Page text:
Why Obama's Right to Claim that Torturing Prisoners Is Un-American





Mr. Burrows, a professor of history at Brooklyn College, is the author of Forgotten Patriots: The Untold Story of American Prisoners During the Revoutionary War (New York: Basic Books, 2008). Forgotten Patriots was awarded the 2009 Fraunces Tavern Museum Book Award.

President Obama has often asserted—most recently in his address at the National Archives—that the harsh interrogation of enemy prisoners is inconsistent with “our most fundamental values” and swept the U.S. dangerously “off course.” Judging by the American experience during the Revolutionary War, he got it right.

Between 1775 and 1783, it’s likely that the British detained as many as 30,000 American soldiers, seamen, and civilians in and around occupied New York City. Other than a comparative handful of paroled officers, the vast majority of prisoners found themselves under close confinement in an assortment of public and private buildings – the municipal almshouse and jail, a half-dozen churches, the classrooms of King’s College (now Columbia University), a couple of sugar houses, and one or two taverns. A dozen or more broken-down warships and troop transports, stripped of sails, masts, and other usable equipment, were likewise pressed into service as prisons. Eventually, these hulks would be anchored in Wallabout Bay, a shallow inlet on the Brooklyn side of the East River (remembered today as the site of the Brooklyn Navy Yard).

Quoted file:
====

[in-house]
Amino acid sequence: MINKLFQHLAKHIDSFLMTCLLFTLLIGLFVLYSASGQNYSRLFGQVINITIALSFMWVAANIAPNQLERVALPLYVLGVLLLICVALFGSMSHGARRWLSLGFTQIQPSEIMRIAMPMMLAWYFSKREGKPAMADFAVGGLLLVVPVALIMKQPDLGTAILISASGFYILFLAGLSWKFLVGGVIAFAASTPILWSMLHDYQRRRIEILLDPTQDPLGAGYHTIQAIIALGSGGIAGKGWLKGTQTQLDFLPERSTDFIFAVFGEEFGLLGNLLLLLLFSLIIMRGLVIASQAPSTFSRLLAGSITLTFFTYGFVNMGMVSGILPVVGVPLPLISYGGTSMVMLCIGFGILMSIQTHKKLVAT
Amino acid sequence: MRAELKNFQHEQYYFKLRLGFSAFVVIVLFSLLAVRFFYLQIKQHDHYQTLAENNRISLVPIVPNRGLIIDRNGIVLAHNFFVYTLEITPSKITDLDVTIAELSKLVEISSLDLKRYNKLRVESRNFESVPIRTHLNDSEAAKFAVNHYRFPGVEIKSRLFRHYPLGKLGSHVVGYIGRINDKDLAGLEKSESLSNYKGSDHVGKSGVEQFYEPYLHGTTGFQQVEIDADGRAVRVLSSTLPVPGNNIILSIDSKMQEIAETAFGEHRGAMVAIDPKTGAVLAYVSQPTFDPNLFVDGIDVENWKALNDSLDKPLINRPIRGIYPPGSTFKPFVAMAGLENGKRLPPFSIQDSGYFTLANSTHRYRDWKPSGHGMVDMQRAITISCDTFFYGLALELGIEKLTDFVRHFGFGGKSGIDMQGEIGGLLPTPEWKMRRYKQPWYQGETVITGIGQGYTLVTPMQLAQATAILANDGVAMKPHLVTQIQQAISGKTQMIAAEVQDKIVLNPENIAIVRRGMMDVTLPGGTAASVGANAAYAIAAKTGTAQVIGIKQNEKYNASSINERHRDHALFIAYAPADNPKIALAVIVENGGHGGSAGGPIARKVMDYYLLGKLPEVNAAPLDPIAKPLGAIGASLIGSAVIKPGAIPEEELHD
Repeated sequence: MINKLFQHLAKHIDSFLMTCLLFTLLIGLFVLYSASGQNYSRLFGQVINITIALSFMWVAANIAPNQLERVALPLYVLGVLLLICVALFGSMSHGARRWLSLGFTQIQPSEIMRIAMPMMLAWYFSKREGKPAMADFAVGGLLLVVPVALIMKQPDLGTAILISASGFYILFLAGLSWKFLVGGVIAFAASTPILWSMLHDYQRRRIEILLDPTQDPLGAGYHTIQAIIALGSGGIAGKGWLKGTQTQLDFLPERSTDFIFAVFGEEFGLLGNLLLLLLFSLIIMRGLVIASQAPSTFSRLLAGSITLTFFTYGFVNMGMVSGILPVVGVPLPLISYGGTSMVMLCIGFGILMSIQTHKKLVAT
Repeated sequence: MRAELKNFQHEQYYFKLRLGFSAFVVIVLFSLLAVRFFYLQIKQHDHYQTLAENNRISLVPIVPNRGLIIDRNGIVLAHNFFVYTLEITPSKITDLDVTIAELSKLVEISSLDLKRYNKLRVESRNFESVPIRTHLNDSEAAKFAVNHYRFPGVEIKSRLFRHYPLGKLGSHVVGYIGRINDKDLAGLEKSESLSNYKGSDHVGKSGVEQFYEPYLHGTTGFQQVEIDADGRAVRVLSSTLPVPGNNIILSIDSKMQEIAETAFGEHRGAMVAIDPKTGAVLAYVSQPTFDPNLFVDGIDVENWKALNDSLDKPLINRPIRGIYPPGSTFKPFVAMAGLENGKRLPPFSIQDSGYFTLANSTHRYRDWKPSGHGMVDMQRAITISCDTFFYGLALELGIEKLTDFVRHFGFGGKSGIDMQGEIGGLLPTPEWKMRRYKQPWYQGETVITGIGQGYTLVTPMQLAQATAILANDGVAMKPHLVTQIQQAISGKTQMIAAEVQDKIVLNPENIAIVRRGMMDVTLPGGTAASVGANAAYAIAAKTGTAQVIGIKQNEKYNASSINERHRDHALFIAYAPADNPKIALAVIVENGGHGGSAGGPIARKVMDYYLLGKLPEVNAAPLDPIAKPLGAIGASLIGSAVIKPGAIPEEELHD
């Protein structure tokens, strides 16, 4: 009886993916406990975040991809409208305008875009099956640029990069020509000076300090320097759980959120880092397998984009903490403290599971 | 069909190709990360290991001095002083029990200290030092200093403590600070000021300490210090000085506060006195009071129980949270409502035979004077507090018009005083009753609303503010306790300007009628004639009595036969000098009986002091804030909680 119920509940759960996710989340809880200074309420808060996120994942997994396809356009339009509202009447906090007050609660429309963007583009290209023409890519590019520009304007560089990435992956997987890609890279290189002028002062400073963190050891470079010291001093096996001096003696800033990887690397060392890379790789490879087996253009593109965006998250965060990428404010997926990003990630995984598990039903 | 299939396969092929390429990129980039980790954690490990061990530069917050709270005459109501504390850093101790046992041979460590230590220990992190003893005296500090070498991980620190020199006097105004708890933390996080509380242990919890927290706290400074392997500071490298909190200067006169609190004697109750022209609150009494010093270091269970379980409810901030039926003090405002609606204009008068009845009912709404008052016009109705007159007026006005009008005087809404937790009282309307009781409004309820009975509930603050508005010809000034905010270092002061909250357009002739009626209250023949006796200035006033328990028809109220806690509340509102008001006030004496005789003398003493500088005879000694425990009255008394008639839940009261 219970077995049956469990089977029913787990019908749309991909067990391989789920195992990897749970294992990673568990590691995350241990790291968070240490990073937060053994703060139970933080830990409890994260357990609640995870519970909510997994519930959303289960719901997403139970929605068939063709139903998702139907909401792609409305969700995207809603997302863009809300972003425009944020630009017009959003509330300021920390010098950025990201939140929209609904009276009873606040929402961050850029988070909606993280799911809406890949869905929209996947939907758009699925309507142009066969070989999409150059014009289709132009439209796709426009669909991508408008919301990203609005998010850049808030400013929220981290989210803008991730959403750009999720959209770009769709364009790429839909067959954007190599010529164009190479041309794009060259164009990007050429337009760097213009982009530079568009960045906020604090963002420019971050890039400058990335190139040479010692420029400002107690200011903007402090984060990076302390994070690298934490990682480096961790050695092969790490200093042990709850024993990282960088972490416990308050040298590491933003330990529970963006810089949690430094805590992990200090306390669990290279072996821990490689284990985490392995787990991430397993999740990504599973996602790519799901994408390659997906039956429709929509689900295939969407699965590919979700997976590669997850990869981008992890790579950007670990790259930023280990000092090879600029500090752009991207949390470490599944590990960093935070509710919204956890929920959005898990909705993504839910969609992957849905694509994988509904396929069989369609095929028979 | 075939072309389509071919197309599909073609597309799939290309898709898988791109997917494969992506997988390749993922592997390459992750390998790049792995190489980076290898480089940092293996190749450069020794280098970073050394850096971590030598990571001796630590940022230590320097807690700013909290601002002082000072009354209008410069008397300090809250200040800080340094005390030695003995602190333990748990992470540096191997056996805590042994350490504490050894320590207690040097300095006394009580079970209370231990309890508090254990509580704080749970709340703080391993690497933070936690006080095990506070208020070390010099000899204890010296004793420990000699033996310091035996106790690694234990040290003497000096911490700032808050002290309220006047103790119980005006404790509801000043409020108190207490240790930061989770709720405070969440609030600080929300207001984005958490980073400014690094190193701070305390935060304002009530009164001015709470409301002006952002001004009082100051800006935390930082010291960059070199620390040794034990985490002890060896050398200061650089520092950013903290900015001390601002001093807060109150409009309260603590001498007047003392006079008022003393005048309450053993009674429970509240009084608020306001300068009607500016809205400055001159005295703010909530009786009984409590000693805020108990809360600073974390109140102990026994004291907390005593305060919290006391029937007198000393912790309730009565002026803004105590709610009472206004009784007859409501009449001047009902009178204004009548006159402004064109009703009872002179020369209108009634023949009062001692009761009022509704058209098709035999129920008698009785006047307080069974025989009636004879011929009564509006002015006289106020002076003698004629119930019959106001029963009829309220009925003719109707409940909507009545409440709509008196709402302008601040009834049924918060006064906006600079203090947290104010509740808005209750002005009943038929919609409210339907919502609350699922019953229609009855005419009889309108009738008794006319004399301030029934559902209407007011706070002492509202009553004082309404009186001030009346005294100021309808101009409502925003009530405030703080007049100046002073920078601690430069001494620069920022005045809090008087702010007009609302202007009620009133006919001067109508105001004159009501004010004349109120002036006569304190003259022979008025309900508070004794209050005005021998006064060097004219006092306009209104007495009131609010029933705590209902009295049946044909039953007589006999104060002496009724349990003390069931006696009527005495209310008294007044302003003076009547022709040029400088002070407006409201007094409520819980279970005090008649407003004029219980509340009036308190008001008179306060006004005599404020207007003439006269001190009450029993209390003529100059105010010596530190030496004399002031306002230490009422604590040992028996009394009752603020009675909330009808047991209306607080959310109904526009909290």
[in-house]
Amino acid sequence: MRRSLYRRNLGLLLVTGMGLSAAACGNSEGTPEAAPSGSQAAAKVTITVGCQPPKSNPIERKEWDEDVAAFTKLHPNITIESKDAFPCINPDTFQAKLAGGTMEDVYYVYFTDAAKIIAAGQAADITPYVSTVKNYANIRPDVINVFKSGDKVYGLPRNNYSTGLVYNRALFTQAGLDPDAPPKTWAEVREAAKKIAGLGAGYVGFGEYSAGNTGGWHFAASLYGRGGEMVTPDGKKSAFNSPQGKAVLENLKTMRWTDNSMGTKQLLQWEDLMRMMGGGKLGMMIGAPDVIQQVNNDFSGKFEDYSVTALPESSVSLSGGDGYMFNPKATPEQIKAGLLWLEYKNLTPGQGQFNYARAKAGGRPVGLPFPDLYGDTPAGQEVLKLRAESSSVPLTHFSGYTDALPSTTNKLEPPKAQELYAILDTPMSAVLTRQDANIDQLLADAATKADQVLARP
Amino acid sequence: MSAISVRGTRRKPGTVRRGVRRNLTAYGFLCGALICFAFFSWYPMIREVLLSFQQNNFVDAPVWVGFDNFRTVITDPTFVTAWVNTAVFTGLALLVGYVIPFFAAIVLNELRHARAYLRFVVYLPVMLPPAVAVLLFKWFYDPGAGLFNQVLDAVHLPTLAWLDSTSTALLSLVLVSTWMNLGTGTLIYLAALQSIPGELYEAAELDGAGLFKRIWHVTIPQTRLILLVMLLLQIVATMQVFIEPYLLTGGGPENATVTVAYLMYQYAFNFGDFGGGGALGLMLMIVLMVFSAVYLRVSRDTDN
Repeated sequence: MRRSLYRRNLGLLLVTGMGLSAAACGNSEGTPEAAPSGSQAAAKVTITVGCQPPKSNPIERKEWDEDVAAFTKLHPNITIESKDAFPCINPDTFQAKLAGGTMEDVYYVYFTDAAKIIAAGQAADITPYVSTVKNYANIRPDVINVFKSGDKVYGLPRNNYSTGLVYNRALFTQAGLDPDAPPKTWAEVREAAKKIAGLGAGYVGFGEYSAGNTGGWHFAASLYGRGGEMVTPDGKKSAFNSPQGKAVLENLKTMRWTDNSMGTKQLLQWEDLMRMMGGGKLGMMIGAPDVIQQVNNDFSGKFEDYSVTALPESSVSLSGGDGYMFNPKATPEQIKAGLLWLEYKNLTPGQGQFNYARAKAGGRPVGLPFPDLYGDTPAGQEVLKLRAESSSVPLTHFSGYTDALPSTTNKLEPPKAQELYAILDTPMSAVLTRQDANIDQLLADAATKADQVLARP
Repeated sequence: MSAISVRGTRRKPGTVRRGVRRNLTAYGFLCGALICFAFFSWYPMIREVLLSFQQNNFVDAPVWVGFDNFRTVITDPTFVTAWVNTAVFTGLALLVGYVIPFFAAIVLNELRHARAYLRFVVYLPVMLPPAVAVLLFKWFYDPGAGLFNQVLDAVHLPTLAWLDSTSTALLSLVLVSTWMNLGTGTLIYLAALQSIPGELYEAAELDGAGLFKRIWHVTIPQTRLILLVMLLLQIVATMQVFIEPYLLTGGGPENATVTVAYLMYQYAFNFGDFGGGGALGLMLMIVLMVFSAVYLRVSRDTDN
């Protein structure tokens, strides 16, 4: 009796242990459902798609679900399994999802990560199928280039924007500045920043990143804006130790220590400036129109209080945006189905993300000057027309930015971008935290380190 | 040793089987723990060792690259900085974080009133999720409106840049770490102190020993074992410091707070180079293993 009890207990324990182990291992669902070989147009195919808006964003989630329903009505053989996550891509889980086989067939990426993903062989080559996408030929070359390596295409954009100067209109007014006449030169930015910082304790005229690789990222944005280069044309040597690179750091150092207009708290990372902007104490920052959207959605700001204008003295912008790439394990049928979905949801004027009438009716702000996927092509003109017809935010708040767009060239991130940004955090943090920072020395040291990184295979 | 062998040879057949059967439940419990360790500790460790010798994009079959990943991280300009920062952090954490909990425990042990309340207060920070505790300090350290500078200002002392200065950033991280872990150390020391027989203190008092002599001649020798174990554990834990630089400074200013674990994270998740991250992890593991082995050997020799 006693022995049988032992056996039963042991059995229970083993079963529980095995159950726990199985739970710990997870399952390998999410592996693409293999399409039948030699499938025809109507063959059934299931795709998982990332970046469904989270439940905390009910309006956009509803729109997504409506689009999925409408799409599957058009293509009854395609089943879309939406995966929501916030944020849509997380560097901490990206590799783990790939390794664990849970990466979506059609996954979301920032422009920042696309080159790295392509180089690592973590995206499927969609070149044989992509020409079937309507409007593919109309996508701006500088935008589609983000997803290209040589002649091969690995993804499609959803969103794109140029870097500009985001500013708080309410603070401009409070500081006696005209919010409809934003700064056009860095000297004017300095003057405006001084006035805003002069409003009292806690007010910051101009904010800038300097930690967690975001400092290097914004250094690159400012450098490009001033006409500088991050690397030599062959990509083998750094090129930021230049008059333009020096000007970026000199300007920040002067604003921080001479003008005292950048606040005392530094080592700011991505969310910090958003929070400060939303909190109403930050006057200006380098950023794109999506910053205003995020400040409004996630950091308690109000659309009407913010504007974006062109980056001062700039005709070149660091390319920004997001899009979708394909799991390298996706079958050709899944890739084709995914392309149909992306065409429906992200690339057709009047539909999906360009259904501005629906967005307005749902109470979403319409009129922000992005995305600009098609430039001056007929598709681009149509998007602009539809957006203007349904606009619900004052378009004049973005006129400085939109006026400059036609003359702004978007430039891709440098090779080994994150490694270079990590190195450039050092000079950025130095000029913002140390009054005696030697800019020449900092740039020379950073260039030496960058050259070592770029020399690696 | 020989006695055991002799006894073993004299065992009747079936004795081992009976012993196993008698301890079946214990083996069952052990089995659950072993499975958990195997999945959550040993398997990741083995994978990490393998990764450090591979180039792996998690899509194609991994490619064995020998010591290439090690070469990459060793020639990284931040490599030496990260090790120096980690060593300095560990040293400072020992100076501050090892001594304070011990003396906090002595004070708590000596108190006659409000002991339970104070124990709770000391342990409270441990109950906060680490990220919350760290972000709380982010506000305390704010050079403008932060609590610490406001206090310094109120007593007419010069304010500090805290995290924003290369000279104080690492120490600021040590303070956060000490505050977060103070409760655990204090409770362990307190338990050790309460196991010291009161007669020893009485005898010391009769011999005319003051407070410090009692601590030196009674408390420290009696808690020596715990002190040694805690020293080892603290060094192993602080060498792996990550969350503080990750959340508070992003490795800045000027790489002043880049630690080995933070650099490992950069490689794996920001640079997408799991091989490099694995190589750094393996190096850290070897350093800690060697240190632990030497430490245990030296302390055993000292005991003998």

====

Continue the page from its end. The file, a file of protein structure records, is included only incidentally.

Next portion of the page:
We have little or no evidence that the British tortured American detainees, but conditions in the New York prisons can only be described as punitively cruel. Survivors reported dreadful overcrowding–twenty-plus inmates per room in the city jail, eight hundred in one of the churches, over eleven hundred in the steaming hold of the Jersey, most notorious of the Wallabout hulks. They never had enough to eat, and what they did have was barely edible. Their clothes were infested with ticks and lice. The water stank. The slop buckets and necessary tubs overflowed. Anyone lucky enough to escape the rampant typhus, dysentery, and smallpox eventually succumbed to the scurvy, which made their teeth fall out and their gums bleed incessantly. Those who got out alive told of comrades so hungry they ate their own shoes and clothes, of prison ships whose decks were slippery with excrement, of wagons rumbling through the cobblestone streets with corpses stacked like cordwood, of bodies flung carelessly into Wallabout Bay or hastily interred by the dozen on nearby beaches.